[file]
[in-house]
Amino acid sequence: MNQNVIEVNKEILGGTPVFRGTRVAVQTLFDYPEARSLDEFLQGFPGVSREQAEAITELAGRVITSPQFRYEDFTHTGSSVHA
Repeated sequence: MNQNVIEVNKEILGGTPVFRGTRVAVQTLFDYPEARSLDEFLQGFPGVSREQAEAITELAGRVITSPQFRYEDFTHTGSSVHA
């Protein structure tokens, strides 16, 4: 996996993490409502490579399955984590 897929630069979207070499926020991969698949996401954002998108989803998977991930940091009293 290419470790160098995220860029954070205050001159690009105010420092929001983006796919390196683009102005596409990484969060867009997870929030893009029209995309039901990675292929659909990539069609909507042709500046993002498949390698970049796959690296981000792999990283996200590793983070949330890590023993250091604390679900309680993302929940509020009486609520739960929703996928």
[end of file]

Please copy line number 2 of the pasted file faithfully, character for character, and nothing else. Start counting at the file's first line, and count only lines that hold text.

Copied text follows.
Amino acid sequence: MNQNVIEVNKEILGGTPVFRGTRVAVQTLFDYPEARSLDEFLQGFPGVSREQAEAITELAGRVITSPQFRYEDFTHTGSSVHA